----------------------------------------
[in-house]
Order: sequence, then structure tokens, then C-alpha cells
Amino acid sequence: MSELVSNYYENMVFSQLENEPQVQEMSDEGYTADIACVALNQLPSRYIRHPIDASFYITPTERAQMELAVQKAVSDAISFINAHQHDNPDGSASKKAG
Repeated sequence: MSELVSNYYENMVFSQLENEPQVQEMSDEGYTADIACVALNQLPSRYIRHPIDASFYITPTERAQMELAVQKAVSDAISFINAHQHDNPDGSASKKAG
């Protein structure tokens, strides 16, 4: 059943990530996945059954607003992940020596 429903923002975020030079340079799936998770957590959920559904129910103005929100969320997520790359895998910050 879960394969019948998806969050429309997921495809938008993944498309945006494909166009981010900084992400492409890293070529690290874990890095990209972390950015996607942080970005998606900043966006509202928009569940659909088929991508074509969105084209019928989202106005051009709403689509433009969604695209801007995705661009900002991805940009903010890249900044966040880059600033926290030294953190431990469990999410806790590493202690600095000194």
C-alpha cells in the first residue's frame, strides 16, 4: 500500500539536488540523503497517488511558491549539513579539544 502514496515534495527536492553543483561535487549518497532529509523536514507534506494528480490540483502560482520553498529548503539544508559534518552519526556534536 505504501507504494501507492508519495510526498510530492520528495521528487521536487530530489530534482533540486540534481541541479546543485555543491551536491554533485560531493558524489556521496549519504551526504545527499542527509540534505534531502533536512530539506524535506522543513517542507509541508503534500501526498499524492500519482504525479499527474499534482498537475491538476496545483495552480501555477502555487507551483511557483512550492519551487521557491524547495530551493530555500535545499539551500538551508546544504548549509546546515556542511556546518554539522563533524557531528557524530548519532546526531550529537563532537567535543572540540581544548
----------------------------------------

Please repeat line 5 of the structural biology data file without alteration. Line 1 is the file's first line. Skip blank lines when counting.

């Protein structure tokens, strides 16, 4: 059943990530996945059954607003992940020596 429903923002975020030079340079799936998770957590959920559904129910103005929100969320997520790359895998910050 879960394969019948998806969050429309997921495809938008993944498309945006494909166009981010900084992400492409890293070529690290874990890095990209972390950015996607942080970005998606900043966006509202928009569940659909088929991508074509969105084209019928989202106005051009709403689509433009969604695209801007995705661009900002991805940009903010890249900044966040880059600033926290030294953190431990469990999410806790590493202690600095000194």